For y/e 30/11/2016 they had zero turnover. For y/e 30/11/2015 they had zero turnover. For y/e 30/11/2014 they had zero turnover. For y/e 30/11/2013 they had zero turnover. For y/e 30/11/2012 their turnover was £1,050,371. For y/e 30/11/2011 it was £946,110. For y/e/30/11/2010 it was £933,888. It was incorporated in 2009.
Now here’s a strange thing. The domain name was registered on 26/05/2012. Which means that during the first full year in which they had a website, their turnover dropped to zero. And has remained there ever since. Moral: naked emperors should not have websites.
The “Person with Significant Control” (PSC) is given as a Mr Ilya Krasilnikov, listed as Russian. His address is shown to be the same as the company’s registered office address (Unit W17 Mk Two Business Centre Barton Road Water Eaton, Bletchley, Milton Keynes, Buckinghamshire, MK2 3HU) and a date of birth in September 1979.
However, also on the Companies House database is a Mr Ilja Krasilnikov, listed as Lithuanian and a director of Odox Ltd, but who was also born in September 1979 and who gives two different addresses:
Current: 9 Heathwaite Crescent, Liverpool, England, L11 2XE
Previous: Flat B 918, Brighton Road, Purley, Surrey, United Kingdom, CR8 2LN
The registrant of the web domain for Wintline (or Wintlane) gives his (or her) name as Zolotuchin and an address of 914a Brighton Road, London, Surrey, CR8 2LN. Which is interesting, as a former director of Odox Ltd is named as Vitoldas Rauch, from Lithuania, address 914a Brighton Road, Purley, Surrey. At which point you feel like you are going round in circles.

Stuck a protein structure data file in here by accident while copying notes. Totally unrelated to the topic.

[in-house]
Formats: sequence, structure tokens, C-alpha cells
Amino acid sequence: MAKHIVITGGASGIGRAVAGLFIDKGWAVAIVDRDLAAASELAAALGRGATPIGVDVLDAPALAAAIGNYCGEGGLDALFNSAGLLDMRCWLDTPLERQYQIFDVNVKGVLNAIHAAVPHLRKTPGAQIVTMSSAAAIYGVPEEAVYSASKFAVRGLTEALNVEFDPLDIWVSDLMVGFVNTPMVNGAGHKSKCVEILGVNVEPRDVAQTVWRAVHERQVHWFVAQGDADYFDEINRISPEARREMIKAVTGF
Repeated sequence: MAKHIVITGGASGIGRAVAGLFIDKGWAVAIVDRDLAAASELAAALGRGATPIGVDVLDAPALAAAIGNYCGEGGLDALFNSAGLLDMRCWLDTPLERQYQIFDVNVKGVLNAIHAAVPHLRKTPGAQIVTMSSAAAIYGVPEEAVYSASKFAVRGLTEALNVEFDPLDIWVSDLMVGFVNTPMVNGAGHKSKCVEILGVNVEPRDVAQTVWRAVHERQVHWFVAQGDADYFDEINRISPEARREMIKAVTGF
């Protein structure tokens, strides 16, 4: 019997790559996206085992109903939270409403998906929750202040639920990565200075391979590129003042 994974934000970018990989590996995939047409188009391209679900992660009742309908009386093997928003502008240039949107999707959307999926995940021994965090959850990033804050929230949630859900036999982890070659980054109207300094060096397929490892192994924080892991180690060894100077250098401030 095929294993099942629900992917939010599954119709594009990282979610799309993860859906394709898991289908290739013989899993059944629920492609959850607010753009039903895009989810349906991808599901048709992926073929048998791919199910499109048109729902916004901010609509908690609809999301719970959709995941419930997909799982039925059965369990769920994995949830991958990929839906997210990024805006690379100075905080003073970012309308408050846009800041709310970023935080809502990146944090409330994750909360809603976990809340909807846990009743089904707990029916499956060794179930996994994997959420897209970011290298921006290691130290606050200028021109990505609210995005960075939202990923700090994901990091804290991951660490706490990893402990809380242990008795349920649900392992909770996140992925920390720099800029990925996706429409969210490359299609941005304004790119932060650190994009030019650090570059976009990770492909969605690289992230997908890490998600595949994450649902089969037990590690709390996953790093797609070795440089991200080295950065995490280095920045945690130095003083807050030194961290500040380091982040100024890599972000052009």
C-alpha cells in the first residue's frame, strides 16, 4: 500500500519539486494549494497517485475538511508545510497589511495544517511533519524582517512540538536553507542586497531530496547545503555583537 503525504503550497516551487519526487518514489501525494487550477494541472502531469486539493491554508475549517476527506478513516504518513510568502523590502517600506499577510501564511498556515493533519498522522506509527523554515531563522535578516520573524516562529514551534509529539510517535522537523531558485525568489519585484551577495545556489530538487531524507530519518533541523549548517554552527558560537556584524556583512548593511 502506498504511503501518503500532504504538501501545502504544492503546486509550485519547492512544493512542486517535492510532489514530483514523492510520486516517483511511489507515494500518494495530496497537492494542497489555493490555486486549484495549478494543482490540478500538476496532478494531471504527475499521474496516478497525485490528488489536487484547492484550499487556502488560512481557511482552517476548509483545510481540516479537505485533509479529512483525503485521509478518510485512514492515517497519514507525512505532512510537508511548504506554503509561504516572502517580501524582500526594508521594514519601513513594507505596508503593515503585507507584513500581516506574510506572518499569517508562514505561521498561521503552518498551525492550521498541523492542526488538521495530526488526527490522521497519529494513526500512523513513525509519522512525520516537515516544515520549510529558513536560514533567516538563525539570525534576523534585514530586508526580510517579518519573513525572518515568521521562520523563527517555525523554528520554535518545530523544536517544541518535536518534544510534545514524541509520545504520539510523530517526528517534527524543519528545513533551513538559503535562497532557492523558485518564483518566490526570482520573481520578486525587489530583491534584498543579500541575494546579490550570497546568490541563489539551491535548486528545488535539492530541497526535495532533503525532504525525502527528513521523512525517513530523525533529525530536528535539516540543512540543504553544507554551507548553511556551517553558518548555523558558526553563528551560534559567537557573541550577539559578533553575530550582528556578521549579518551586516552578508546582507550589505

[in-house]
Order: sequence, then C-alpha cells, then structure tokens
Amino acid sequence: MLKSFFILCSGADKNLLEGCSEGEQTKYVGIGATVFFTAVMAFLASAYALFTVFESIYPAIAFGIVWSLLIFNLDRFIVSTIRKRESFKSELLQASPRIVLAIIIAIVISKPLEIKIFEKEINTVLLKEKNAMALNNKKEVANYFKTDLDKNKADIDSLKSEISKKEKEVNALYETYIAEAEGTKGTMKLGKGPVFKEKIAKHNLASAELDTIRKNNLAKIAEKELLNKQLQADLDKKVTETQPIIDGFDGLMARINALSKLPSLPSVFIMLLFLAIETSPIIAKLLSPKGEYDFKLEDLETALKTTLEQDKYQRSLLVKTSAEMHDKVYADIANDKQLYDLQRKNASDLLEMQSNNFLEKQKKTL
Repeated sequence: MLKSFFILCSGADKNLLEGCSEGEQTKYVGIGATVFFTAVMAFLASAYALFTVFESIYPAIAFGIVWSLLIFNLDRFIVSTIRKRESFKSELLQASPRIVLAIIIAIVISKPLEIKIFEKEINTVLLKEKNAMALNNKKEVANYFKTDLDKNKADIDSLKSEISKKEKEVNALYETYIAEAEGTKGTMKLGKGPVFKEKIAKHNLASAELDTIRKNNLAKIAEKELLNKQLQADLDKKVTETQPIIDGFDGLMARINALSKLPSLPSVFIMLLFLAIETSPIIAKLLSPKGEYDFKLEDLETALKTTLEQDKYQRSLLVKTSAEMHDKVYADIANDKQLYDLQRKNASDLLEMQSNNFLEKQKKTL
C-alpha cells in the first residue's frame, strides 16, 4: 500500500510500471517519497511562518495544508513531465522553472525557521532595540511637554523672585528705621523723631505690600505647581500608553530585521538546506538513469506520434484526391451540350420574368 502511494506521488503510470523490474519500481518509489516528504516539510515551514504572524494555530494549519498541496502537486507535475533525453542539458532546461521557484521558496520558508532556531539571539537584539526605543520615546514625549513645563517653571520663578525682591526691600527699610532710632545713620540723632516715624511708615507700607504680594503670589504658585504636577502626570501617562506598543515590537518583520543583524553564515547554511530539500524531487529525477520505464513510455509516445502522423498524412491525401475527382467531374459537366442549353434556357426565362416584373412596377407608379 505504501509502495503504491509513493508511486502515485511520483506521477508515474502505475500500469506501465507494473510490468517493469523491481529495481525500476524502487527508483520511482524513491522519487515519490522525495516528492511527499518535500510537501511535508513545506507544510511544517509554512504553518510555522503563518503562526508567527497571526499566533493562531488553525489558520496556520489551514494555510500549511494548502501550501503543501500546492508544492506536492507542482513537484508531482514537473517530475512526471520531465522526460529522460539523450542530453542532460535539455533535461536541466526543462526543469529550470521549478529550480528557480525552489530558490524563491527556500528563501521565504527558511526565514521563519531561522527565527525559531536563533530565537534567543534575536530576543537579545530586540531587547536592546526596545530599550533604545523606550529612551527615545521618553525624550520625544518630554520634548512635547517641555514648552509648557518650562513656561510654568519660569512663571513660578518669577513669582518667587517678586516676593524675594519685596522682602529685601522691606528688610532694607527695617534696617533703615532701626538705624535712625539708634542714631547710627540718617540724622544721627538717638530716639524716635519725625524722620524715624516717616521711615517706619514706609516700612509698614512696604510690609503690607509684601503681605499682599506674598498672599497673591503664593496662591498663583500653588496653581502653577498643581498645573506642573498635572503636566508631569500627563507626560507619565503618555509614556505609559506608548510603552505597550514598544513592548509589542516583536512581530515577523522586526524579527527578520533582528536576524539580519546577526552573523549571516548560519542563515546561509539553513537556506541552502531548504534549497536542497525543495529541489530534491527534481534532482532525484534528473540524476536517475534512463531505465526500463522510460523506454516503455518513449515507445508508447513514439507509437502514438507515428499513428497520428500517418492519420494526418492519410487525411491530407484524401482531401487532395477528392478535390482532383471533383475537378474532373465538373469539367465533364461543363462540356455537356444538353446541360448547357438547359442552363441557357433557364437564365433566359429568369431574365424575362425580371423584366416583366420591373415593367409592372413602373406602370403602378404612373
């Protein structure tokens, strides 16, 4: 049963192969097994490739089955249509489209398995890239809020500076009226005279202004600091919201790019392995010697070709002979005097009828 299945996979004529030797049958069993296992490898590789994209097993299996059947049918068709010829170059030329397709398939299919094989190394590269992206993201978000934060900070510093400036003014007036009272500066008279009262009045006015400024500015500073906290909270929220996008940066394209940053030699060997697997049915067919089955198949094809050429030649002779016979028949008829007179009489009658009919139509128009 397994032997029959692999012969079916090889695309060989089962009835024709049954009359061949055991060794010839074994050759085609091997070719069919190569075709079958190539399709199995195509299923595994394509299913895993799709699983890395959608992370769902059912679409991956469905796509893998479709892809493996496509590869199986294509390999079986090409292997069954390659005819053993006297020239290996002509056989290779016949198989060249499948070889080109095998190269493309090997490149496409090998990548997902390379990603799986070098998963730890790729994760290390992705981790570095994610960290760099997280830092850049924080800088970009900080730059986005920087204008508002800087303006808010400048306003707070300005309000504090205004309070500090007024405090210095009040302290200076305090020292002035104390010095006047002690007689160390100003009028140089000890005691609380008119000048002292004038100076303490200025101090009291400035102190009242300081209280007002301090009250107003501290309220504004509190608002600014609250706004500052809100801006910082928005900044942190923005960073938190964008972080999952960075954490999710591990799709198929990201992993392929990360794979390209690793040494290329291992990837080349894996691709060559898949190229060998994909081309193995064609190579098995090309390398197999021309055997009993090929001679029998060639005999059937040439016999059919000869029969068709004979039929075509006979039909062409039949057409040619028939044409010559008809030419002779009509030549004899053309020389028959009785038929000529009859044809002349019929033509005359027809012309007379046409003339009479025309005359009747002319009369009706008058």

And for my final case study, let’s look at an LLP that is now dissolved (but no less interesting for that).
It’s called Vassa Impex LLP. It was incorporated on 14 February 2012 and dissolved on 23 September 2014, so it wasn’t around for long. Its designated corporate members both gave the well-known 43 Bedford Square office as their correspondence address but both were identified as IBCs from the Seychelles. They filed one set of accounts for y/e 28/02/13 showing current assets of £28,063. And then it was dissolved. No PSC was ever registered. According to an article in El Confidencial Digital – https://www.elconfidencialdigital.com/politica/Empresas-tecnologia-financiaron-Pablo-Iglesias_0_2640335953.html – it could have been a conduit for Iranian money.
“Vassa Impex LLP: Company with headquarters in London that ordered a payment of 50,000 euros through the Finnish bank Sampo Bank in March 2013. According to the British business register -with the code OC372459-, the company ceased its activity and it was dissolved in September 2014. It is not officially known what its sectoral activity was.”